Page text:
In this case, in accordance with the procedures outlined in the Manual for Complex Litigation 2d, the district court evaluated the proposed settlement and granted preliminary approval. See MCL2d, § 30.44, at 241. Then, before granting final approval to the settlement agreement, the court solicited comments and held a hearing. See id. In its final order, the court indicated that it had considered the presentations of counsel and the relative merits of the claims and the defenses, the complexity of the case, the likely duration and expense of trial, and the risks attendant to both trial and appeal and had concluded that the proposed settlement was fair, reasonable, and adequate under the circumstances. Our review of that conclusion is a limited one. Class Plaintiffs v. City of Seattle, 955 F.2d 1268, 1276 (1992), cert. denied, 113 S.Ct. 408 (1992). "We are not permitted to substitute our notions of fairness for those of the district judge and the parties to the agreement." Id. (quotations omitted). Rather, we ask only whether the settlement is "fundamentally fair, adequate, and reasonable." Id. (quotations omitted).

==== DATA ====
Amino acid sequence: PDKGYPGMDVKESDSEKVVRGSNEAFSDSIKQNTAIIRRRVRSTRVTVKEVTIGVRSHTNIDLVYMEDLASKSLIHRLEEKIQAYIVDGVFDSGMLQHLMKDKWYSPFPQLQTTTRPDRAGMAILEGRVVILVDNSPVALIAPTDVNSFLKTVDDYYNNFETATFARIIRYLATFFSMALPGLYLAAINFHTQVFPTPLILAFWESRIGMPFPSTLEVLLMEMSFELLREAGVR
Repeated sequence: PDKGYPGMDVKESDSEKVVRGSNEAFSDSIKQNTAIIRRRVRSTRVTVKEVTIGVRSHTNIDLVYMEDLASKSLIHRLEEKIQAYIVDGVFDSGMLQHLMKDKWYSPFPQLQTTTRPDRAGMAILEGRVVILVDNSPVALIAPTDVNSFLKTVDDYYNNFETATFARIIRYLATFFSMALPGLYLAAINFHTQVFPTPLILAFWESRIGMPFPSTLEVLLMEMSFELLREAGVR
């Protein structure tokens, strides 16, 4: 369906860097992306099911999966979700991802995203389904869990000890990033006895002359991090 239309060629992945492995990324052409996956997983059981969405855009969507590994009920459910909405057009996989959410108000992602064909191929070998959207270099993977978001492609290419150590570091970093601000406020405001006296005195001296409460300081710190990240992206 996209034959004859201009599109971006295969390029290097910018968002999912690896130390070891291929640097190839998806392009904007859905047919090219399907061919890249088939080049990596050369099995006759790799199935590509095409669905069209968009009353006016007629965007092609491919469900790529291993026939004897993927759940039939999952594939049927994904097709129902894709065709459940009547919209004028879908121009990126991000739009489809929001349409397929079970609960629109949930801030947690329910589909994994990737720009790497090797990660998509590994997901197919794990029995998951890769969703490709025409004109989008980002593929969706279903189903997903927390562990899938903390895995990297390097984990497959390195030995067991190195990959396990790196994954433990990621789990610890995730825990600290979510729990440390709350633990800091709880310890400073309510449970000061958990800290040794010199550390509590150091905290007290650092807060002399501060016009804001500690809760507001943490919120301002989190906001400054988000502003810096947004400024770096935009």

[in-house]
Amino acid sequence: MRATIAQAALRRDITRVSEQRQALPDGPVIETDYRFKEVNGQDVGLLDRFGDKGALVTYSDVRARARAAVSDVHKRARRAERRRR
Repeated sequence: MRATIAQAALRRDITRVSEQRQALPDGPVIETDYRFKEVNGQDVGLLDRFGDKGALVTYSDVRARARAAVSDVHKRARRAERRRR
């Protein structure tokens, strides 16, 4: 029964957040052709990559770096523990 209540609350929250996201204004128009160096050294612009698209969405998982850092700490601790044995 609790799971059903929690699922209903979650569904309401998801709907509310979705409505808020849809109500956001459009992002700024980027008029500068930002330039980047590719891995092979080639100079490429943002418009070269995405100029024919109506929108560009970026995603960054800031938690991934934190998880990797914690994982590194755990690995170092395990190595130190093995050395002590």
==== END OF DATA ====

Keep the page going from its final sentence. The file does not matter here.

We will not dwell long on the majority of Brown's arguments. Most rest almost entirely on supposition. For example, he speculates that the short time frame between the filing of the suit and proposal of settlement precluded any serious negotiation and suggests collusion. He also speculates that counsel failed to undertake discovery and he complains that the settlement is preferential to the defendants because it allows them to avoid defending multiple suits. Simply put, he has not made "a strong showing that the district court's decision was a clear abuse of discretion." Id. (quotations omitted). Brown's two strongest challenges are to the structure of the refund program and to the attorneys' fees provision. We briefly consider those two claims.